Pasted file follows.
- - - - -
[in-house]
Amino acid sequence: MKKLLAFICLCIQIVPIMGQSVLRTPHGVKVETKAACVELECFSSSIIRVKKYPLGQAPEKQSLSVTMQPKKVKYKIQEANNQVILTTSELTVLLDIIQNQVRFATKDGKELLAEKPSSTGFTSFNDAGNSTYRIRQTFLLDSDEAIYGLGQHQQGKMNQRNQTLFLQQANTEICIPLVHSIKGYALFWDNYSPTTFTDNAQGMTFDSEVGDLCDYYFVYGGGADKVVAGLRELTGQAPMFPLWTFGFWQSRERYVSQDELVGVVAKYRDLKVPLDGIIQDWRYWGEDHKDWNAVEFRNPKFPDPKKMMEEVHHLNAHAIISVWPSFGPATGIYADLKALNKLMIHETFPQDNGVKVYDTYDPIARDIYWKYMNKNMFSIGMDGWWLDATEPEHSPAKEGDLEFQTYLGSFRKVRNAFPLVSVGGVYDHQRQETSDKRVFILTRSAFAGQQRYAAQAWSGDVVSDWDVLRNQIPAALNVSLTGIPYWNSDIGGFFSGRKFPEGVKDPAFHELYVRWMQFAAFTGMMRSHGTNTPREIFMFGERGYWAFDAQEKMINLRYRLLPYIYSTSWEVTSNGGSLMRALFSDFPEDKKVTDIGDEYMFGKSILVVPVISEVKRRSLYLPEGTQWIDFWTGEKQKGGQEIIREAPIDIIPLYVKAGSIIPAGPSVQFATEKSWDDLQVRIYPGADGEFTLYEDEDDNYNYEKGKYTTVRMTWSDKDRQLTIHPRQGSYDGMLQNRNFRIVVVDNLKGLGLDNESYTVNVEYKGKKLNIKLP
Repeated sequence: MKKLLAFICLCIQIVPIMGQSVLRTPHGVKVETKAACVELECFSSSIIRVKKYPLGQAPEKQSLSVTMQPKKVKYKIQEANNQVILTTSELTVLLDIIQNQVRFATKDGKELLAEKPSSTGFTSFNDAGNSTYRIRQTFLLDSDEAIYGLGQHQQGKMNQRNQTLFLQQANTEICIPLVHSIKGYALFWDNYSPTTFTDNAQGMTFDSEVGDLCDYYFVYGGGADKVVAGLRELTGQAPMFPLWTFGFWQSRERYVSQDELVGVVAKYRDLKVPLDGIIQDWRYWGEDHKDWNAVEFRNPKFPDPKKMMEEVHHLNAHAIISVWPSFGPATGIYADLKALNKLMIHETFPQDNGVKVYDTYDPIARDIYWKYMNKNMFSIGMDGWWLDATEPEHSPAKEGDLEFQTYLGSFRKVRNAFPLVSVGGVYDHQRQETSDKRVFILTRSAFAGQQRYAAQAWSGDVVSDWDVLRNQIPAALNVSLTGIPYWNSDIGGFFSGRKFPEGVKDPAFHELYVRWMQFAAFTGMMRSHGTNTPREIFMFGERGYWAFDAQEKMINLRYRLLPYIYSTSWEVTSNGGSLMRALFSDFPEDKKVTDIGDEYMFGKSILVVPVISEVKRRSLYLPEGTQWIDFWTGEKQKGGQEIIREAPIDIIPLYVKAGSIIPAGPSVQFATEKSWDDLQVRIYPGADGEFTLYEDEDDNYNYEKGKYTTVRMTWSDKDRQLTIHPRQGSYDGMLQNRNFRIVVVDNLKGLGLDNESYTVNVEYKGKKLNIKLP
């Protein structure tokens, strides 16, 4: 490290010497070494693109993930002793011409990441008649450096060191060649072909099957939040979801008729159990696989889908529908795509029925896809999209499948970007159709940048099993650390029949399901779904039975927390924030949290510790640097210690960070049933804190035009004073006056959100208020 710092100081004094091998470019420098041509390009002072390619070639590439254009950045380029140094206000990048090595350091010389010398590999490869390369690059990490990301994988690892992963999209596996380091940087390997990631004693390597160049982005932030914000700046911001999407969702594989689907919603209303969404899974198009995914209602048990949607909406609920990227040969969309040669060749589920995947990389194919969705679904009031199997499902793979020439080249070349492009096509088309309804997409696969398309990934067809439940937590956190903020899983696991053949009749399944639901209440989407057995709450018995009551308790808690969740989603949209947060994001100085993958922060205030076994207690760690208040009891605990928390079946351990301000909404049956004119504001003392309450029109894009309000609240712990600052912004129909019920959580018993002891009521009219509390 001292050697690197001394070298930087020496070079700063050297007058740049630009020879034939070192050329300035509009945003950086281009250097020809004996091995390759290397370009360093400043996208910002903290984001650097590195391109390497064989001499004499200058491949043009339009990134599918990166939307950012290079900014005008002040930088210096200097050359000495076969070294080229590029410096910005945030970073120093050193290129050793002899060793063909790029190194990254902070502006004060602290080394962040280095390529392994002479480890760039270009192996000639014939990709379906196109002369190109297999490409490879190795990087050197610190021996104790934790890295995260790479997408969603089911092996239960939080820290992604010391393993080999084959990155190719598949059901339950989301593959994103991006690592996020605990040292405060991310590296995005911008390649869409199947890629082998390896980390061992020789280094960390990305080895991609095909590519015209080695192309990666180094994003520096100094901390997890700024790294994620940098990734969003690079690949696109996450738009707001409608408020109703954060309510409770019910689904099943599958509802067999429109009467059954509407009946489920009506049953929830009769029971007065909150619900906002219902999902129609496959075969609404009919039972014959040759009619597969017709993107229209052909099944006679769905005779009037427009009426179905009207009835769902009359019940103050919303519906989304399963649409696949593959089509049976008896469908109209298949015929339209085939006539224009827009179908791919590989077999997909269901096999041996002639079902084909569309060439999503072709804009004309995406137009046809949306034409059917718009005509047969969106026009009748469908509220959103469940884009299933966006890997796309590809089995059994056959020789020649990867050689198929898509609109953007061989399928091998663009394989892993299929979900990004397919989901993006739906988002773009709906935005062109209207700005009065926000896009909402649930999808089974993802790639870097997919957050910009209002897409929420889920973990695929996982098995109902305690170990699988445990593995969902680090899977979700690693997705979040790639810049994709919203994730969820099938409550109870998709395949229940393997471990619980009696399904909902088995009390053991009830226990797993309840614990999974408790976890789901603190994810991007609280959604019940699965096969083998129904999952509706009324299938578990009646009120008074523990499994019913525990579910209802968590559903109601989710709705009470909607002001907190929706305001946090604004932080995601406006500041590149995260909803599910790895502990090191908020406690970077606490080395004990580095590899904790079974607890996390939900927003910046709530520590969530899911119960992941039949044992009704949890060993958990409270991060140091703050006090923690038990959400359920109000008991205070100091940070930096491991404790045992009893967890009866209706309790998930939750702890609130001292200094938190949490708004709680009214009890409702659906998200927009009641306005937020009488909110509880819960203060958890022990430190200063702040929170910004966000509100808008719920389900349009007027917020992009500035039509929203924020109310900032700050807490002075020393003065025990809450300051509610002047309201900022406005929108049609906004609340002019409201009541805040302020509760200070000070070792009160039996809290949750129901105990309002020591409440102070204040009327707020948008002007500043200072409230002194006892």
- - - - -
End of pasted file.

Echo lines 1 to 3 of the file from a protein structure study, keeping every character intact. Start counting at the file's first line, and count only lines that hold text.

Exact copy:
[in-house]
Amino acid sequence: MKKLLAFICLCIQIVPIMGQSVLRTPHGVKVETKAACVELECFSSSIIRVKKYPLGQAPEKQSLSVTMQPKKVKYKIQEANNQVILTTSELTVLLDIIQNQVRFATKDGKELLAEKPSSTGFTSFNDAGNSTYRIRQTFLLDSDEAIYGLGQHQQGKMNQRNQTLFLQQANTEICIPLVHSIKGYALFWDNYSPTTFTDNAQGMTFDSEVGDLCDYYFVYGGGADKVVAGLRELTGQAPMFPLWTFGFWQSRERYVSQDELVGVVAKYRDLKVPLDGIIQDWRYWGEDHKDWNAVEFRNPKFPDPKKMMEEVHHLNAHAIISVWPSFGPATGIYADLKALNKLMIHETFPQDNGVKVYDTYDPIARDIYWKYMNKNMFSIGMDGWWLDATEPEHSPAKEGDLEFQTYLGSFRKVRNAFPLVSVGGVYDHQRQETSDKRVFILTRSAFAGQQRYAAQAWSGDVVSDWDVLRNQIPAALNVSLTGIPYWNSDIGGFFSGRKFPEGVKDPAFHELYVRWMQFAAFTGMMRSHGTNTPREIFMFGERGYWAFDAQEKMINLRYRLLPYIYSTSWEVTSNGGSLMRALFSDFPEDKKVTDIGDEYMFGKSILVVPVISEVKRRSLYLPEGTQWIDFWTGEKQKGGQEIIREAPIDIIPLYVKAGSIIPAGPSVQFATEKSWDDLQVRIYPGADGEFTLYEDEDDNYNYEKGKYTTVRMTWSDKDRQLTIHPRQGSYDGMLQNRNFRIVVVDNLKGLGLDNESYTVNVEYKGKKLNIKLP
Repeated sequence: MKKLLAFICLCIQIVPIMGQSVLRTPHGVKVETKAACVELECFSSSIIRVKKYPLGQAPEKQSLSVTMQPKKVKYKIQEANNQVILTTSELTVLLDIIQNQVRFATKDGKELLAEKPSSTGFTSFNDAGNSTYRIRQTFLLDSDEAIYGLGQHQQGKMNQRNQTLFLQQANTEICIPLVHSIKGYALFWDNYSPTTFTDNAQGMTFDSEVGDLCDYYFVYGGGADKVVAGLRELTGQAPMFPLWTFGFWQSRERYVSQDELVGVVAKYRDLKVPLDGIIQDWRYWGEDHKDWNAVEFRNPKFPDPKKMMEEVHHLNAHAIISVWPSFGPATGIYADLKALNKLMIHETFPQDNGVKVYDTYDPIARDIYWKYMNKNMFSIGMDGWWLDATEPEHSPAKEGDLEFQTYLGSFRKVRNAFPLVSVGGVYDHQRQETSDKRVFILTRSAFAGQQRYAAQAWSGDVVSDWDVLRNQIPAALNVSLTGIPYWNSDIGGFFSGRKFPEGVKDPAFHELYVRWMQFAAFTGMMRSHGTNTPREIFMFGERGYWAFDAQEKMINLRYRLLPYIYSTSWEVTSNGGSLMRALFSDFPEDKKVTDIGDEYMFGKSILVVPVISEVKRRSLYLPEGTQWIDFWTGEKQKGGQEIIREAPIDIIPLYVKAGSIIPAGPSVQFATEKSWDDLQVRIYPGADGEFTLYEDEDDNYNYEKGKYTTVRMTWSDKDRQLTIHPRQGSYDGMLQNRNFRIVVVDNLKGLGLDNESYTVNVEYKGKKLNIKLP